Main meal – sides
Obviously, your vegan guests can partake in regular vegetable dishes, so long as you don’t put butter/milk in your mash, cook your roast potatoes in goose fat, or add honey to your carrots/parsnips.
There are currently no ready-made options for vegan Yorkshire puddings, which is sad, but if you’re feeling less lazy, Google ‘vegan Yorkshire pudding recipe’ and you’ll have a few options.
If you can’t be dealing with the faff of making separate roast potatoes without goose fat, then consider taking a look at some alternative options for your guests that you can just shove in the oven – Whole Foods Market sell loads of Thanksgiving stuff, like The Strong Roots spinach bites (£3.25) and The Strong Roots sweet potato fries (£2.99). These are actually hella delicious with a roast, smothered in gravy, as weird as it sounds.
Tesco festive nut roast with mulled wine and cranberry (£3.50) was served and it was pretty good.
We also chucked some Linda McCartney’s vegetarian beef, mushroom and spinach wellington bites (RRP £2, available from Sainsbury’s, Morrisons, Tesco and Asda, in the frozen section) on our plates instead of stuffing, and they were a hit.
We grabbed a tub of Asda Extra Special vegetable gravy granules (£1) and it’s genuinely the nicest instant gravy I’ve ever had. Rushed straight to my local Asda the day after the meal to get my own tub but I clearly don’t live in a posh enough area as they don’t stock it. Ho-hum.
All these desserts went down really well with vegans and dairy-lovers alike.
We had the most delicious Elizabeth D gluten-free pumpkin pie (£16), with Soyatoo soy whipped cream (£2.09) and Lily and Hanna’s crème caramel coconut bliss ice cream (£5.99), all available from Whole Foods Market. The ice cream was crazy good. Such fans. Don’t let the fact that the pumpkin pie sounds a bit ‘wellness’ put you off, as it was excellent.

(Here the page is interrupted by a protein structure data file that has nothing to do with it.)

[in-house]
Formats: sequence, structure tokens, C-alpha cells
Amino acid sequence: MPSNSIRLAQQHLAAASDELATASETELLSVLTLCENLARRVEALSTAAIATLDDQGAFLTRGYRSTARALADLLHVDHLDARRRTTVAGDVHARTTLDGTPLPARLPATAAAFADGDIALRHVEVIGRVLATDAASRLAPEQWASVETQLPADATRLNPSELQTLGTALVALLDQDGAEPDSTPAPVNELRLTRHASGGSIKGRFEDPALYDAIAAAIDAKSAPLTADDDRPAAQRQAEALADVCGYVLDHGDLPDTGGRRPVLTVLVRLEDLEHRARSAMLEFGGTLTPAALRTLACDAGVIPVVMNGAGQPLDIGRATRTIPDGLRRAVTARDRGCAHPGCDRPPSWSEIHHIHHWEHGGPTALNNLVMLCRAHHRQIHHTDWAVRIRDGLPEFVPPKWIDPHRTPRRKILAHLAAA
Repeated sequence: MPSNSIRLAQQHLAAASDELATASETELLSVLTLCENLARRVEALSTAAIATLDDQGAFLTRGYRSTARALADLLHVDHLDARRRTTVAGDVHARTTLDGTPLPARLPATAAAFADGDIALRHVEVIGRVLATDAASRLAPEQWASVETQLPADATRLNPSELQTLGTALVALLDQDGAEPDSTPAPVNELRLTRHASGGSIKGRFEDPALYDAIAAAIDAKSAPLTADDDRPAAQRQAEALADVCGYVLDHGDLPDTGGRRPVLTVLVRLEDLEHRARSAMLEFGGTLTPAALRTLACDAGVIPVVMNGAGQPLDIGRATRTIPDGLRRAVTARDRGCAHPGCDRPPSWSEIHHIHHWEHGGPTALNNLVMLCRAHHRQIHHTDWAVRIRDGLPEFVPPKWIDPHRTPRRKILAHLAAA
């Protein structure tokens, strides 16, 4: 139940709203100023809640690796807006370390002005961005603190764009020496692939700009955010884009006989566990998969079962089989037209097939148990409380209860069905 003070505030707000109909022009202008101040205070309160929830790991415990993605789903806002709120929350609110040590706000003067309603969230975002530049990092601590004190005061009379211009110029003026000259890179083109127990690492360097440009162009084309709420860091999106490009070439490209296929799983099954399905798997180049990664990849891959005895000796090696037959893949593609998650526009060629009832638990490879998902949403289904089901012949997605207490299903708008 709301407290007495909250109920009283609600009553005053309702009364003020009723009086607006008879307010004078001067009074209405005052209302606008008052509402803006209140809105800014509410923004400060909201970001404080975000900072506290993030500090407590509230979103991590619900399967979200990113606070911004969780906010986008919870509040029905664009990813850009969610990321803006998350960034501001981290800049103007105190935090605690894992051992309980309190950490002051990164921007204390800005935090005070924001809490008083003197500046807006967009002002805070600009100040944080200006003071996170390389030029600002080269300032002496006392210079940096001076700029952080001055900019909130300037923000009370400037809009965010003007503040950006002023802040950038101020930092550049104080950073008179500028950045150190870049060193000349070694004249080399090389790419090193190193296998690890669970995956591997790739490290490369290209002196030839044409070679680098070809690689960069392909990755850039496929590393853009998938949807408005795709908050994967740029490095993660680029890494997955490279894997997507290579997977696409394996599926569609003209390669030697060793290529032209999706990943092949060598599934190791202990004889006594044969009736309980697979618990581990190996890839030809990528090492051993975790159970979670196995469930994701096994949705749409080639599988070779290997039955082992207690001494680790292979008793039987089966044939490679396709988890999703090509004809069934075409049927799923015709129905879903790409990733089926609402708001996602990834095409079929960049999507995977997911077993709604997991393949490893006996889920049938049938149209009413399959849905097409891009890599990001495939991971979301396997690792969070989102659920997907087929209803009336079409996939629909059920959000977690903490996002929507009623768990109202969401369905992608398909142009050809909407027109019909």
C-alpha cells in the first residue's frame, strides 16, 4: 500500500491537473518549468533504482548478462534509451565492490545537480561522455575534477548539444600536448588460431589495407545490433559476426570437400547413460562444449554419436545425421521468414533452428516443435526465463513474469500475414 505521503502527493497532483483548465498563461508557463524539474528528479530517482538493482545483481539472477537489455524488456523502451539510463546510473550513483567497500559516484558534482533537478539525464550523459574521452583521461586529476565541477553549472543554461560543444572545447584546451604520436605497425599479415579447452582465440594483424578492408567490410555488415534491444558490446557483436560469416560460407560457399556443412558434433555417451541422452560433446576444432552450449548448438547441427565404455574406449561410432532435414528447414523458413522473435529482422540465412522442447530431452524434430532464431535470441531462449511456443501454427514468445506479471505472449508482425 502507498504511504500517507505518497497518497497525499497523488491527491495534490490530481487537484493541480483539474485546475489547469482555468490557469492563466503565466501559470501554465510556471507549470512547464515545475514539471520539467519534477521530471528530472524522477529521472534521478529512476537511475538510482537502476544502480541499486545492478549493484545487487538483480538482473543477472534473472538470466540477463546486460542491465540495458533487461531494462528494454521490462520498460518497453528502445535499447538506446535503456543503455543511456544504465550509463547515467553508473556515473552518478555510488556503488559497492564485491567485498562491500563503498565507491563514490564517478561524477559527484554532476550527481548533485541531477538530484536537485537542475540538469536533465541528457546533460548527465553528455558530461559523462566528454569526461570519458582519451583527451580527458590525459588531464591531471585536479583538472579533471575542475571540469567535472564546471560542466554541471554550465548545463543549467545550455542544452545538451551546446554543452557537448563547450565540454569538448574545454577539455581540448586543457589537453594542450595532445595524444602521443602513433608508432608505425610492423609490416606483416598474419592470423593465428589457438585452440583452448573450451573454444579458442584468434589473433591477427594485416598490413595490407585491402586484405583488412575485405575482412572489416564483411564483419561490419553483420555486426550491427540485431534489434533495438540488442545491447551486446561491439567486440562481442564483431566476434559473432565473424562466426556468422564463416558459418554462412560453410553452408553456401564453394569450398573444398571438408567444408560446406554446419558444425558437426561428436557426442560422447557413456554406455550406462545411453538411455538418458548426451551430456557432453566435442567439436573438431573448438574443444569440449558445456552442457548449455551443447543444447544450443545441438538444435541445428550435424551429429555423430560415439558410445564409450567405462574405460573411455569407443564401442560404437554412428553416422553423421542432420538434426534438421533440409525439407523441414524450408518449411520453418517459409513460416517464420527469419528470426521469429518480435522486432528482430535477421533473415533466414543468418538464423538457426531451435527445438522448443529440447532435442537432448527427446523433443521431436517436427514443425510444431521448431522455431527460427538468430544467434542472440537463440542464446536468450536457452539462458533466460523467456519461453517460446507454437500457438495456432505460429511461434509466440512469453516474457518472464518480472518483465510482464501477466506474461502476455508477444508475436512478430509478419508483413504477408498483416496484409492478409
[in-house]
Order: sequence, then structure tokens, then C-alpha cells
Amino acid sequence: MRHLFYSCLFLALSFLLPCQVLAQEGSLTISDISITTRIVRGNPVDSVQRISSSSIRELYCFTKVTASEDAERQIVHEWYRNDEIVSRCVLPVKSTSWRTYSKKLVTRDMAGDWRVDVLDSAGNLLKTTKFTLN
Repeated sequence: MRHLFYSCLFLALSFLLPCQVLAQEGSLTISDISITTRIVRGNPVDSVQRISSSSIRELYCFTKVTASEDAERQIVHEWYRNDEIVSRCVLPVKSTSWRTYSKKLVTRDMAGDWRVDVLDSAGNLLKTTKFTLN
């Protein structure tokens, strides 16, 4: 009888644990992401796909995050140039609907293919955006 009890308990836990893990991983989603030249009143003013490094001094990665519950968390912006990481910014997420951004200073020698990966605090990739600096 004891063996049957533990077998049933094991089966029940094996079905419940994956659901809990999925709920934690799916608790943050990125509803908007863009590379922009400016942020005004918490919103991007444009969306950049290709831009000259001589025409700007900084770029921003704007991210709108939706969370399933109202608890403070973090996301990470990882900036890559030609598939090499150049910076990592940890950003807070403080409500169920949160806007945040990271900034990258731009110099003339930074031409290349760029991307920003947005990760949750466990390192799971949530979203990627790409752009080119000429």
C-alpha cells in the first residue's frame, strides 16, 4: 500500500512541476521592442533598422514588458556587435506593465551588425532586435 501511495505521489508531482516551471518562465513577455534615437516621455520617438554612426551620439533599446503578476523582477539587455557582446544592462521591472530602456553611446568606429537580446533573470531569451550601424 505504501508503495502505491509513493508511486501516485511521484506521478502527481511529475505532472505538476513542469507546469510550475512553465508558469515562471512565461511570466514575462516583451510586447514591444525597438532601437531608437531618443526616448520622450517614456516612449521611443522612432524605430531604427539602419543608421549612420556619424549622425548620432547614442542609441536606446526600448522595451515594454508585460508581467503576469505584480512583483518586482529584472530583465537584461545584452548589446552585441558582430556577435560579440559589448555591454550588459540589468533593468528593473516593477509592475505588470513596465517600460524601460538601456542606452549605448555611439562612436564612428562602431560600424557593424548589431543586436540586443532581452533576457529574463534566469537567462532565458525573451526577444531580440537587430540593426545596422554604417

It wouldn’t be Christmas without a Christmas pud, so we pulled out Hotel Chocolat’s Christmas pudding (£15), which is a super luxe take on the traditional pud, with dark chocolate chunks and salted caramel vodka liqeur.
Christmas just ain’t Christmas without After Eights, but the original treats are full of dairy, so you have to look to supermarket own brands for your fix. Find vegan versions of dark chocolate mint thins in Tesco (£1 for 200g) and Asda (£1.50 for 300g).
For a fancier offering, you’ve got to bring out Booja Booja. We had the Booja Booja Fine de Champagne chocolate truffles special edition gift collection and the Booja Booja hazelnut chocolate truffles special edition gift collection, both from £12.95.
We also served Baileys Almande (£19.99, only available from Whole Foods Market) because if you’re vegan and you’ve not been slobbering for this since its UK launch, then are you even a real vegan? It’s pretty almondy, so if that isn’t your bag, try Besos de Oro, which has more of a kick to it. (It’s pretty strong.)
There are also heaps of vegan ideas in the ultimate vegan Christmas grocery guide that we wrote last year, including more ideas for mains and even more snacks.
Who could forget those vegan cheese flavour nachos, oh my.
If you’re looking to put the effort in with some homemade food, then check out our vegan Christmas recipes here, including roast seitan roulade, mushroom gravy and chocolate tart.
Have a bloomin’ great cruelty-free Christmas, chaps!